Prof McInerney to speak at the SMBE Satellite Meeting on Microbial Evolution

Prof. McInerney is a joint-organiser and one of the speakers at SMBEME, the satellite meeting of the Society for Molecular Biology and Evolution.

Sunday, 27th April, Zoological Museum Kiel

16:00 – 18:30 Registration

18:30 – 21:00 Opening session

Moderator: Tal Dagan

18:30 – 18:45 Greetings
Vice President Prof. Dr. Birgit Friedl, Christian-Albrechts University Kiel

18:45 – 19:30 Adaptive evolution of phytoplankton in a changing ocean
Thorsten Reusch, GEOMAR, Germany

19:30 – 21:30 Reception

Monday, 28th April, Center for Molecular Biosciences

08:30 – 12:30 Morning Session

Moderator: James McInerney

08:30 – 09:00 Microbial evolution, a realm of genome networks
Bill Martin, Heinrich-Heine University Düsseldorf, Germany

09:00 – 09:30 Inter-domain gene transfer in the evolution of archaea
Purificación Garcia-Lopez, Paris-Sud University, France

09:30 – 10:00 Recombination with short DNA fragments within and between genomes
Karre Nielsen, University of Tromsø, Norway

10:00 – 10:30 Coffee Break

10:30 – 11:00 Inferring Large-Scale Patterns in Complex Networks
Aaron Clauset, University of Colorado ,USA

11:00 – 11:30 Detecting communities in networks
Santo Fortunato, Aalto University, Finland

11:30 – 12:00 Robustness and Reproducibility of OTU construction from 16S sequence data – a comparative assessment.
Christian von Mering, University of Zürich, Switzerland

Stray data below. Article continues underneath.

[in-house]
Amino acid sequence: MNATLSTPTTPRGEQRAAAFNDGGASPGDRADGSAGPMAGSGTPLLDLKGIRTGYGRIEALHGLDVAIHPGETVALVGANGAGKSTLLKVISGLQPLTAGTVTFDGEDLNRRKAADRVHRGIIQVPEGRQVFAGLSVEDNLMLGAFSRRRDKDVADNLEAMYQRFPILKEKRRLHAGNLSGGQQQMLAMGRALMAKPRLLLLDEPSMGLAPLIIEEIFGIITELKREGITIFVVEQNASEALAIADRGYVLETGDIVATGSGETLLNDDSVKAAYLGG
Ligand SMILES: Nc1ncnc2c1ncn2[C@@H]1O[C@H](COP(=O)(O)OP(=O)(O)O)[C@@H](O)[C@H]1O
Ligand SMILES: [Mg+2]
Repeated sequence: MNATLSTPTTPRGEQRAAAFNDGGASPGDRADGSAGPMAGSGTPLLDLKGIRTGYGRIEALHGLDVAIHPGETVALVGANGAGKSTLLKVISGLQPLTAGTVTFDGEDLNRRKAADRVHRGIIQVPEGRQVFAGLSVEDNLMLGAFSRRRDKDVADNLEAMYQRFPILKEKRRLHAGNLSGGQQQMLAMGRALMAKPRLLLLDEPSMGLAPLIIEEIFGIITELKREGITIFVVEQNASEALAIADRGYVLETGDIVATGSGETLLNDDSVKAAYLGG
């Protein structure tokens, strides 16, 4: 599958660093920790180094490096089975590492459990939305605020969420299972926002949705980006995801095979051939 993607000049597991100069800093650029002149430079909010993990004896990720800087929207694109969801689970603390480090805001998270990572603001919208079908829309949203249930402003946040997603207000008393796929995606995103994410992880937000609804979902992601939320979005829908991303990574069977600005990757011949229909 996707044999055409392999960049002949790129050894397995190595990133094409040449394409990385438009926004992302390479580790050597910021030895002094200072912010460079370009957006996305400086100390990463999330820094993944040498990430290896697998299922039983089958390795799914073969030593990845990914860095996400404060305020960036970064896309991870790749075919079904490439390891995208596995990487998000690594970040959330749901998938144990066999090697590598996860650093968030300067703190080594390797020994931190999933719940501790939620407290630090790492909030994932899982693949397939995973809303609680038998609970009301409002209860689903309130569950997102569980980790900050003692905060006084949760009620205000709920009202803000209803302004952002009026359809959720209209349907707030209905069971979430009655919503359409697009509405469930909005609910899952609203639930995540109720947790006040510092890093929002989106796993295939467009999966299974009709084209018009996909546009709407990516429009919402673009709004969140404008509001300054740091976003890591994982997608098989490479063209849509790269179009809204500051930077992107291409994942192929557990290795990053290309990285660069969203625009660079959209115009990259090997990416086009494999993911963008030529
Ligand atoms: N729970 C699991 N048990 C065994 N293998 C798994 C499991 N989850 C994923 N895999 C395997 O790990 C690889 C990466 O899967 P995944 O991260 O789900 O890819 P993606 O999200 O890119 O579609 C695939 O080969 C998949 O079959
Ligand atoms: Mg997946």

12:00 – 12:30 Antigenic diversity in P. falciparum: implications for malaria control
Yael Artzy-Randrup, University of Amsterdam, Netherlands

12:30 – 14:00 Lunch Break, Mensa

14:00 – 17:20 Afternoon Session

Moderator: Eric Bapteste

14:00 – 14:30 Contribution of mobile genetic elements to the adaptability of bacteria to various pollutants in agro-ecosystems
Kornelia Smalla, Julius Kühn-Institute Federal Research Centre for Cultivated Plants, Germany

14:30 – 15:00 Phylogenomic networks reveal trends and barriers to lateral gene transfer
Tal Dagan, Christian-Albrechts University Kiel, Germany

15:00 – 15:20 The bovine plasmidome, a genetic hub for microbial genetic communication
Aya Brown-Kav, ARO/Tel Aviv University, Israel

15:20 – 16:00 Coffee Break

16:00 – 16:20 Understanding microbial gene content diversity through the lens of social and ecological interactions
Otto Cordero, ETH Zürich, Switzerland

16:20 – 16:40 The fractured bacterium: how horizontal gene transfer and a selective environment can divide genomes
Rene Niehus, University of Oxford, England

16:40 – 17:00 Modular recombination in bacteriophages
Krister Swenson, Institute of Computational Biology Montpellier, France

17:00 – 17:20 A Deterministic Model of in vitro Bacterial Interactions
Xiangyi Li, Max-Planck Institute for Evolutionary Biology, Germany

17:20 – 18:30 Tour to the Botanical Garden

18:30 Poster session

Tuesday, 29th April

08:30 – 12:30 Morning Session
Moderator: Yael Artzy-Randrup

08:30 – 09:00 Massive experiments in horizontal gene transfer expose novel toxin-antitoxin systems in bacteria
Rotem Sorek, Weizmann Institute of Science, Israel

09:00 – 09:30 Rapidly evolving multidrug resistance plasmids: the main threat in a ‘post-antibiotic era’
Eva Top, University of Idaho, USA

09:30 – 10:00 Small RNAs for regulation and defence in Methanosarcina mazei